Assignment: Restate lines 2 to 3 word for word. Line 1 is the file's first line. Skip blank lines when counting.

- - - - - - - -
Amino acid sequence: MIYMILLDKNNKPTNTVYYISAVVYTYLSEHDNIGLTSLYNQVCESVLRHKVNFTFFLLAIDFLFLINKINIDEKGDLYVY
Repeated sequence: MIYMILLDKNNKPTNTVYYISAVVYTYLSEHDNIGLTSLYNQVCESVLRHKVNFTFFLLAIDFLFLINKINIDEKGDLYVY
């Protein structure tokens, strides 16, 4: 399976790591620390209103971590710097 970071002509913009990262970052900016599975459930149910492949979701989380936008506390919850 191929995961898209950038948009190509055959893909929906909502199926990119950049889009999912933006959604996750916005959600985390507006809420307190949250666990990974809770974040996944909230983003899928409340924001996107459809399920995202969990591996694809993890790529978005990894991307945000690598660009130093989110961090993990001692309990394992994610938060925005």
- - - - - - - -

Repeated sequence: MIYMILLDKNNKPTNTVYYISAVVYTYLSEHDNIGLTSLYNQVCESVLRHKVNFTFFLLAIDFLFLINKINIDEKGDLYVY
């Protein structure tokens, strides 16, 4: 399976790591620390209103971590710097 970071002509913009990262970052900016599975459930149910492949979701989380936008506390919850 191929995961898209950038948009190509055959893909929906909502199926990119950049889009999912933006959604996750916005959600985390507006809420307190949250666990990974809770974040996944909230983003899928409340924001996107459809399920995202969990591996694809993890790529978005990894991307945000690598660009130093989110961090993990001692309990394992994610938060925005």